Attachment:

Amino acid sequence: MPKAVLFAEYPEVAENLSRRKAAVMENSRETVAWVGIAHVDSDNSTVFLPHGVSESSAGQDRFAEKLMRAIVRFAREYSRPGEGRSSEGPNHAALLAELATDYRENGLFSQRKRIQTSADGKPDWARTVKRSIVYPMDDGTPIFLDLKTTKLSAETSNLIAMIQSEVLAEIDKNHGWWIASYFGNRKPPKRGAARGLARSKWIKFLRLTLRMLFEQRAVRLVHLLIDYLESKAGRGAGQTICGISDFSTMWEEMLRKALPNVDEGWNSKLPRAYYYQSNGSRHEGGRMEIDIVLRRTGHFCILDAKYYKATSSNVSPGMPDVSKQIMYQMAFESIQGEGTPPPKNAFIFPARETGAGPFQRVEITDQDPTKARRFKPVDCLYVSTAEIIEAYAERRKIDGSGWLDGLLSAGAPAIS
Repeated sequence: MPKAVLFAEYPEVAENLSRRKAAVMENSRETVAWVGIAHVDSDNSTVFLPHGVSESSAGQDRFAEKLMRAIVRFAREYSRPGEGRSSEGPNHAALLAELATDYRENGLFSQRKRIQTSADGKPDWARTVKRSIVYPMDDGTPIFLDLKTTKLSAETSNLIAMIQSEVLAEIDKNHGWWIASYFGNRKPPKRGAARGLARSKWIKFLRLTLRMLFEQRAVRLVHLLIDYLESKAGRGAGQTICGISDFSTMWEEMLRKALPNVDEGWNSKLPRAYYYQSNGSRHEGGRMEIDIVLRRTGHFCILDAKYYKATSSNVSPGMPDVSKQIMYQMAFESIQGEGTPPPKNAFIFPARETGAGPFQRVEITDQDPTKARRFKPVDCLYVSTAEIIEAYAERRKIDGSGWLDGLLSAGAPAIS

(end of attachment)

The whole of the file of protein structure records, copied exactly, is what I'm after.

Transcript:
Amino acid sequence: MPKAVLFAEYPEVAENLSRRKAAVMENSRETVAWVGIAHVDSDNSTVFLPHGVSESSAGQDRFAEKLMRAIVRFAREYSRPGEGRSSEGPNHAALLAELATDYRENGLFSQRKRIQTSADGKPDWARTVKRSIVYPMDDGTPIFLDLKTTKLSAETSNLIAMIQSEVLAEIDKNHGWWIASYFGNRKPPKRGAARGLARSKWIKFLRLTLRMLFEQRAVRLVHLLIDYLESKAGRGAGQTICGISDFSTMWEEMLRKALPNVDEGWNSKLPRAYYYQSNGSRHEGGRMEIDIVLRRTGHFCILDAKYYKATSSNVSPGMPDVSKQIMYQMAFESIQGEGTPPPKNAFIFPARETGAGPFQRVEITDQDPTKARRFKPVDCLYVSTAEIIEAYAERRKIDGSGWLDGLLSAGAPAIS
Repeated sequence: MPKAVLFAEYPEVAENLSRRKAAVMENSRETVAWVGIAHVDSDNSTVFLPHGVSESSAGQDRFAEKLMRAIVRFAREYSRPGEGRSSEGPNHAALLAELATDYRENGLFSQRKRIQTSADGKPDWARTVKRSIVYPMDDGTPIFLDLKTTKLSAETSNLIAMIQSEVLAEIDKNHGWWIASYFGNRKPPKRGAARGLARSKWIKFLRLTLRMLFEQRAVRLVHLLIDYLESKAGRGAGQTICGISDFSTMWEEMLRKALPNVDEGWNSKLPRAYYYQSNGSRHEGGRMEIDIVLRRTGHFCILDAKYYKATSSNVSPGMPDVSKQIMYQMAFESIQGEGTPPPKNAFIFPARETGAGPFQRVEITDQDPTKARRFKPVDCLYVSTAEIIEAYAERRKIDGSGWLDGLLSAGAPAIS